An update on the metaverse
We’re all familiar with the concept of a virtual reality (VR) world—the kind you enter into when you strap on a headset and step into the shoes of a person or animal. The metaverse is what we get when that VR world becomes real.
The term was coined by computer scientist Neil Stephens in 2016 to describe an immersive environment where physical locations are replaced by digital ones. For example, instead of going to your cubicle at work, you could log onto Slack and attend meetings there. Or you could walk down the street and visit any number of stores without ever leaving your house. It’s basically like being inside a giant video game.
In theory, it sounds great. But for many people, the idea of stepping out of their real lives and living in a digital realm isn’t as enticing as it might be for others. A report from research firm CB Insights found that nearly half of Americans would consider moving to a different city if they had the chance to experience the metaverse first-hand.
But why? I spoke to several experts who explained why some people may not want to move into the metaverse.
« It can feel isolating, » said Dr. Jennifer Riela, assistant professor of psychology at University of Southern New Hampshire. « When users are interacting with other people online, it can make them feel like they’re missing out. »
Riela notes that most interactions in our current society take place face-to-face, which she says makes us more comfortable with socializing. In the metaverse, however, this comfort zone shifts because we aren’t used to engaging with people over a screen. We also don’t have as much control over how we look while using our headsets, so it can lead to feelings of disorientation.
Dr. David Greenfield, author of How Media Shapes Your World, agrees. He told me that the metaverse can feel isolating because we’ve become accustomed to communicating via text, email, phone calls, etc., rather than through human interaction.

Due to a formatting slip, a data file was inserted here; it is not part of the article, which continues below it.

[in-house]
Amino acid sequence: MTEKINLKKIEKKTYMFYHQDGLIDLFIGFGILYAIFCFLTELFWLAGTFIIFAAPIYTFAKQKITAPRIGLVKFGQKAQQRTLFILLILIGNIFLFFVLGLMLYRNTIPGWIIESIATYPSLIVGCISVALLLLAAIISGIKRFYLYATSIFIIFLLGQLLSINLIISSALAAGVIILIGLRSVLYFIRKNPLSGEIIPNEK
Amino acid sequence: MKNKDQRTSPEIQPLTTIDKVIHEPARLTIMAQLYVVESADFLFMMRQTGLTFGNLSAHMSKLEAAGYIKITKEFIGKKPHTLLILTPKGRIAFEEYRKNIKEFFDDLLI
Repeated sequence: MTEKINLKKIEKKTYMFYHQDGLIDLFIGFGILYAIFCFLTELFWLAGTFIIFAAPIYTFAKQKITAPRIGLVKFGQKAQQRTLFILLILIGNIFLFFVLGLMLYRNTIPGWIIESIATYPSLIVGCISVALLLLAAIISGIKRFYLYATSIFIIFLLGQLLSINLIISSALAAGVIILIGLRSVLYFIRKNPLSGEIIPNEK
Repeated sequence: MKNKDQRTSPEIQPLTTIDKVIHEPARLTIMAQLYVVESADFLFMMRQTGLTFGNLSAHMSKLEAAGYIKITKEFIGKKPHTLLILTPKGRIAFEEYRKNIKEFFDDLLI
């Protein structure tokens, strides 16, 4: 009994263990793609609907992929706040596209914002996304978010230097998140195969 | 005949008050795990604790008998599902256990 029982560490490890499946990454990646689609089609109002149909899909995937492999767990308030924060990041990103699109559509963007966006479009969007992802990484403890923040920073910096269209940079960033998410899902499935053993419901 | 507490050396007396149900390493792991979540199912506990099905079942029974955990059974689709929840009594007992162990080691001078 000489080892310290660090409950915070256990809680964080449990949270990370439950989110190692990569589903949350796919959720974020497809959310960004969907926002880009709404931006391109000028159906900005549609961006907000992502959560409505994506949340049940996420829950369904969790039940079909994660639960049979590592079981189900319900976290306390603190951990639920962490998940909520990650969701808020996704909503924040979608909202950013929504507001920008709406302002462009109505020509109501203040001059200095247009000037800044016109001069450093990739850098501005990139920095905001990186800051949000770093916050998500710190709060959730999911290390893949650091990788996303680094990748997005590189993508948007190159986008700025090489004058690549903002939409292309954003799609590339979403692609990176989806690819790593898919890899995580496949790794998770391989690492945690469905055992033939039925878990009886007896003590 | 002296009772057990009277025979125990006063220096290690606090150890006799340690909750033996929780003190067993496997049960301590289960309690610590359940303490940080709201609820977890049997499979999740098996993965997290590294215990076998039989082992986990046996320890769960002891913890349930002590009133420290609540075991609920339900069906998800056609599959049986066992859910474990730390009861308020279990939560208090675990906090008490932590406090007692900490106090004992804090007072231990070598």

« You’re talking to somebody over a screen but you’re not really seeing them, » he said. « That distance between two people has been getting greater and greater and greater over time. »
So what does this mean for those who do choose to live in the metaverse?
Dr. Andrew Gendron, a psychologist who specializes in understanding technology use and
addiction, tells me that the metaverse isn’t necessarily bad news. Instead, it just requires planning.
Gendron suggests setting boundaries around metaverse usage. He likens it to someone drinking too much alcohol. If you drink every night, you’ll likely end up with a hangover the next day, even though you didn’t have anything else to drink besides alcohol. By having healthy habits surrounding the metaverse, it should help anyone avoid becoming overly dependent upon it.
For instance, you might set limits on the amount of time you spend on the platform during certain hours. You might also try creating a plan outlining what you want to accomplish each week/month/year in the metaverse. This will help keep you motivated.
Ultimately, though, it comes down to making sure you find ways to connect with friends and family outside of the metaverse. That way, you won’t miss out on the joys of real life.
« If you only live in the metaverse, then you’re probably going to lose touch with reality, » Riela said. « I think real life is important. »
And therein lies another problem. As we’ve seen recently with Facebook’s announcement about its new dating app, the company tends to attract individuals who see themselves above everyone else.
That means that the content posted on these platforms often reflects the values of the audience who chooses to join — something psychologists call confirmation bias. And according to Greenfield, this type of thinking often leads to misinformation.
« There are groups of people trying to manipulate information to serve their purposes, » he said. « They’re doing things to change public opinion. »
Greenfield pointed specifically to how Russian trolls manipulated posts on Twitter after the 2016 election. They spread false information designed to divide Americans along racial lines, among other issues.
Even if you don’t believe that the Russians were successful at changing opinions on the internet, you have to admit that it’s difficult to know everything that’s happening on these platforms. What if you missed out on a friend tagging you in a photo because you weren’t looking at your feed? Who knows what else people are hiding behind screens?
This is especially true when companies such as Facebook fail to address problems on their own platform. Mark Zuckerberg once claimed that his company doesn’t censor political speech, yet clearly isn’t taking action against hate speech.
These examples show that the metaverse still has plenty of room to grow before it becomes truly accessible.
Still, it’s worth noting that for many people, the metaverse already offers solutions to many of the challenges of everyday life. It’s easier to meet new people. There are fewer distractions. And thanks to advancements in AI, it’s possible to interact with computers as if they were real people. As long as we continue to embrace the good aspects of the metaverse while avoiding the bad, it seems unlikely that the future of our existence will be defined by isolation.